The Air Force will have an estimate of what it would cost to upgrade 33 Block 20 training F-22s to operational configuration by mid-September, and it will likely be “a tremendous number,” Brig. Gen. Dale White, program executive officer for fighters and advanced aircraft, told reporters at an industry conference.
“We’re working closely with Lockheed” Martin to deliver the new cost estimate, and it should be ready “in the next 30 days,” White said at the Life Cycle Industry Days conference in Dayton, Ohio, on Aug. 12.
In its fiscal 2023 budget request, the Air Force asked Congress to allow it to retire 33 Block 20 F-22s, which are used for training and aren’t up to the current 3.2B Block 30/35 operational configuration. The House, in its version of the defense bill, has instead directed the Air Force to upgrade the jets to operational configuration, in order to provide more combat capacity.
Air Force Secretary Frank Kendall told the Senate in May that such an upgrade would cost about $2 billion, or “about $50 million apiece.” However, White said that number was based on a 2019 estimate.
“We’re in the process of validating that, and seeing what’s changed, if anything,” White said. “We don’t have the data back.”
“We have looked at this over the years,” he added. “This is a very different time in terms of supply chain” and inflation.
White said he fears that Congress doesn’t appreciate that simply upgrading the jets wouldn’t be the whole story.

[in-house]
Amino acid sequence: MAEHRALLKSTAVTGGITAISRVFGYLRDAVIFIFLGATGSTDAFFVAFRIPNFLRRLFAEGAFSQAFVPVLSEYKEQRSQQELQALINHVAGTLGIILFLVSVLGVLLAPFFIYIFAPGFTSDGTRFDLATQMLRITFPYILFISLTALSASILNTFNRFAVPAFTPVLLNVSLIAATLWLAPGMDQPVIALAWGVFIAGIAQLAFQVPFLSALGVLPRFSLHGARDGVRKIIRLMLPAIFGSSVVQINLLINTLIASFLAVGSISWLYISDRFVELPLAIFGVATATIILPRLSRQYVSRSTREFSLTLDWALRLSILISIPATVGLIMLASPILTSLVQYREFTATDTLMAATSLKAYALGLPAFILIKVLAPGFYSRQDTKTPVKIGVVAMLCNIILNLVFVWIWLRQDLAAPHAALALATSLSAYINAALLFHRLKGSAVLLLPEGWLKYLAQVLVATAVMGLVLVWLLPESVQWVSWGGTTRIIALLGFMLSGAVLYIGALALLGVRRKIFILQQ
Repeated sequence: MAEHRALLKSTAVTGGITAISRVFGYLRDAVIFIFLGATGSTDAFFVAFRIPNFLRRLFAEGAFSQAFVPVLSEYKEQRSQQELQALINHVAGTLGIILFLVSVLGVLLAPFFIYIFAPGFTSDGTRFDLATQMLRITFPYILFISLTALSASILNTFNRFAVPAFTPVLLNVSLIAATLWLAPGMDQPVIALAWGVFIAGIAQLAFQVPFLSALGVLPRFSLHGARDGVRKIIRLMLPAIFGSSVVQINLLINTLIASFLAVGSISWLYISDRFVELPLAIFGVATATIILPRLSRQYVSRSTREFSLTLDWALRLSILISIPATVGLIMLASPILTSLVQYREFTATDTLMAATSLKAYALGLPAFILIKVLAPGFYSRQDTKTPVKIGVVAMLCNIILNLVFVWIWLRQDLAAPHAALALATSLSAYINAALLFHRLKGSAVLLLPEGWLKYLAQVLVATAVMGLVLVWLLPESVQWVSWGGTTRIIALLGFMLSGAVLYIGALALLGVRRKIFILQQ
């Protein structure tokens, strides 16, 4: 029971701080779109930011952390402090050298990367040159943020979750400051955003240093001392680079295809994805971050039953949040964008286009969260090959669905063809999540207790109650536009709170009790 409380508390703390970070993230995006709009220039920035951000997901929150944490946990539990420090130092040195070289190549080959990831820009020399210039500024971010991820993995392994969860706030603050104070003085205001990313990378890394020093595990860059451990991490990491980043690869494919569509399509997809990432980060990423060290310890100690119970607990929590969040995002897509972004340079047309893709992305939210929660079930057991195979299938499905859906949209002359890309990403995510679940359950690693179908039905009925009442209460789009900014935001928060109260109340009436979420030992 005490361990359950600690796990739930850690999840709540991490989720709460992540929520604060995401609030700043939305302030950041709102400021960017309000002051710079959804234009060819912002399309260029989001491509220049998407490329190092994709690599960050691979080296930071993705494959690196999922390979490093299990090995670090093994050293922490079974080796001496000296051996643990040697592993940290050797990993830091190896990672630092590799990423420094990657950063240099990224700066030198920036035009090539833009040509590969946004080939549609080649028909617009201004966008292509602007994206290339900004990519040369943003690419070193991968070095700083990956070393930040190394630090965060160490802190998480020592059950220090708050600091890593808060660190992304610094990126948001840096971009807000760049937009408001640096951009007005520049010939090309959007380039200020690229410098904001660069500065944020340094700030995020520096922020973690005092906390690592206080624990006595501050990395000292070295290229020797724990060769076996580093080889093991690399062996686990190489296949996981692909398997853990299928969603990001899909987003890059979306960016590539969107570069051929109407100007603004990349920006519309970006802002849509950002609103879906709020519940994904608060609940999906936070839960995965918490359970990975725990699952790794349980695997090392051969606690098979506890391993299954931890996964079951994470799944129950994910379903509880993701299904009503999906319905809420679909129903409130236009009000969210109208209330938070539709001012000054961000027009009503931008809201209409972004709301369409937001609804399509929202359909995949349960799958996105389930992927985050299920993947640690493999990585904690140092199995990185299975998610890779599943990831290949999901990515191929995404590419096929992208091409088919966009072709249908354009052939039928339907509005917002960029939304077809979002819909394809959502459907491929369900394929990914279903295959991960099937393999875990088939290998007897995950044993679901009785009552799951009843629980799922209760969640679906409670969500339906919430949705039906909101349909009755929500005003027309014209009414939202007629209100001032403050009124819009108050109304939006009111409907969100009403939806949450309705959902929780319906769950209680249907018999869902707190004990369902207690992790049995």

“When you say, ‘bring it up to a certain level,’ you’re talking about bringing it up to the level the Raptor’s at today,” he explained. “And that costs X amount of dollars. When you think about where the Raptor is going from here to the end of the decade, though, there is a lot of capability development there.”
He continued, “So now, not only do you have to bring it to where it is today, you also have to carry those 33 jets [forward] with the combat fleet” as well. “Now you have a capacity issue.”
This is “the one thing that does concern me,” he said. If the 33 Block 20s in question are to stay “with” the rest of the fleet, “I have 33 additional jets I have to do sensor enhancement on,” as well as new low-drag pylons and other new capabilities.
Air Combat Command recently released concept art of F-22s flying with stealthy fuel tanks and unexplained slender, stealthy-looking pods under the outer wings, which experts have speculated could be an electronic warfare or infrared search-and track systems, or possibly both.
One of White’s F-22 program staff also noted that the funds to operate the 33 jets was taken out of the budget and the savings applied elsewhere. If they are restored, “we have to put that O&M (operations and maintenance funding) back in, to keep those healthy” he said. Something else would have to be cut to do that.
Congress has asked the Air Force to provide an estimate of the cost to bring the 33 jets up to operational currency. The Senate, in its version of the defense bill, has enjoined the service from doing anything that would reduce F-22 capacity.
Air Combat Command has looked at increasing the number of all-up F-22s a number of times since 2010, but former ACC commander retired Gen. James “Mike” Holmes told Air Force Magazine in June 2020 that the expense consistently knocked it out of consideration when measured against other, higher-priority projects.
“Tradeoffs have to be made” about “the best place to spend your counterair dollar,” Holmes said at the time, and upgrading the older Raptors never quite made the cut.
Retired Lt. Gen. David A. Deptula, head of AFA’s Mitchell Institute for Aerospace Studies, said upgrading the training F-22s is “an affordable way” to add “another squadron of fifth-generation capability and capacity” to the Air Force’s dwindling fleet, which he said is planned to shrink by 1,000 aircraft over the next five years. Taking them out would reduce the deployable Raptor fleet to 100 aircraft, and of those, only a third would be “in the fight” at any given time, with another third in maintenance and another refueling and re-arming.